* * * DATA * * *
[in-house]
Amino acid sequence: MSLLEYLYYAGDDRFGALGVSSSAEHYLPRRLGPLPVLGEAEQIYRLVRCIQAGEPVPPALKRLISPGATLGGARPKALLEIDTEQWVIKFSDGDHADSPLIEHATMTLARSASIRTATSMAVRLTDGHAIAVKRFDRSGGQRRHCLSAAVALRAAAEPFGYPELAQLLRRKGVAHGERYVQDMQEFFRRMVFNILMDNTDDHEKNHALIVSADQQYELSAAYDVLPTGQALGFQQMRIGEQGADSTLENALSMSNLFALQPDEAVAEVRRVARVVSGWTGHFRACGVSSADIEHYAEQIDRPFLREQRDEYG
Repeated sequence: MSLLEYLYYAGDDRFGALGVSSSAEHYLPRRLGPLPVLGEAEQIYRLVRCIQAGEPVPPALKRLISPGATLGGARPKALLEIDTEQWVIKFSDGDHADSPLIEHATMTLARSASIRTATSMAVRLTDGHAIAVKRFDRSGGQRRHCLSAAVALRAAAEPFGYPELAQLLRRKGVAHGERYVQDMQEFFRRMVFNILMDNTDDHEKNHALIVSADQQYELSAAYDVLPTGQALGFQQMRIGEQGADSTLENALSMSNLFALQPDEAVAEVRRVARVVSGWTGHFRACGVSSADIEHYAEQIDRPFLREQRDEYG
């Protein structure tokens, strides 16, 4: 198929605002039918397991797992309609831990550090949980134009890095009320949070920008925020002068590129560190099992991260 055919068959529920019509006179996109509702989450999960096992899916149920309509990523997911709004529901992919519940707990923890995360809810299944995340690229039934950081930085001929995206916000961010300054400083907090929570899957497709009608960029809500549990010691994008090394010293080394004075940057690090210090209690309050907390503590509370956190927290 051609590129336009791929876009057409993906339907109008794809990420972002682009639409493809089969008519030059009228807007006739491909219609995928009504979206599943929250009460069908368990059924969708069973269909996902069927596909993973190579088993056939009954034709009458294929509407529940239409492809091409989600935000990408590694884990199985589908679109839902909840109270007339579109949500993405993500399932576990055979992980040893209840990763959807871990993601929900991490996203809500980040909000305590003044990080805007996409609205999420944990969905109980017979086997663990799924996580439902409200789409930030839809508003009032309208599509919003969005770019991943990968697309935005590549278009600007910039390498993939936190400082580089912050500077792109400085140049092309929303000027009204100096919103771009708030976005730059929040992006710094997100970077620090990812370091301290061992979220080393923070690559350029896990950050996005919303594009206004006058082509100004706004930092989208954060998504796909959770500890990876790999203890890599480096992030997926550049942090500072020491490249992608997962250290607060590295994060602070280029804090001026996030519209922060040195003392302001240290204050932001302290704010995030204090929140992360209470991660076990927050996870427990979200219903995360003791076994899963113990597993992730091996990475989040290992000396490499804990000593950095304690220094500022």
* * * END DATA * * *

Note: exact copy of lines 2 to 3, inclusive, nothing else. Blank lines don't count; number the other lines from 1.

Amino acid sequence: MSLLEYLYYAGDDRFGALGVSSSAEHYLPRRLGPLPVLGEAEQIYRLVRCIQAGEPVPPALKRLISPGATLGGARPKALLEIDTEQWVIKFSDGDHADSPLIEHATMTLARSASIRTATSMAVRLTDGHAIAVKRFDRSGGQRRHCLSAAVALRAAAEPFGYPELAQLLRRKGVAHGERYVQDMQEFFRRMVFNILMDNTDDHEKNHALIVSADQQYELSAAYDVLPTGQALGFQQMRIGEQGADSTLENALSMSNLFALQPDEAVAEVRRVARVVSGWTGHFRACGVSSADIEHYAEQIDRPFLREQRDEYG
Repeated sequence: MSLLEYLYYAGDDRFGALGVSSSAEHYLPRRLGPLPVLGEAEQIYRLVRCIQAGEPVPPALKRLISPGATLGGARPKALLEIDTEQWVIKFSDGDHADSPLIEHATMTLARSASIRTATSMAVRLTDGHAIAVKRFDRSGGQRRHCLSAAVALRAAAEPFGYPELAQLLRRKGVAHGERYVQDMQEFFRRMVFNILMDNTDDHEKNHALIVSADQQYELSAAYDVLPTGQALGFQQMRIGEQGADSTLENALSMSNLFALQPDEAVAEVRRVARVVSGWTGHFRACGVSSADIEHYAEQIDRPFLREQRDEYG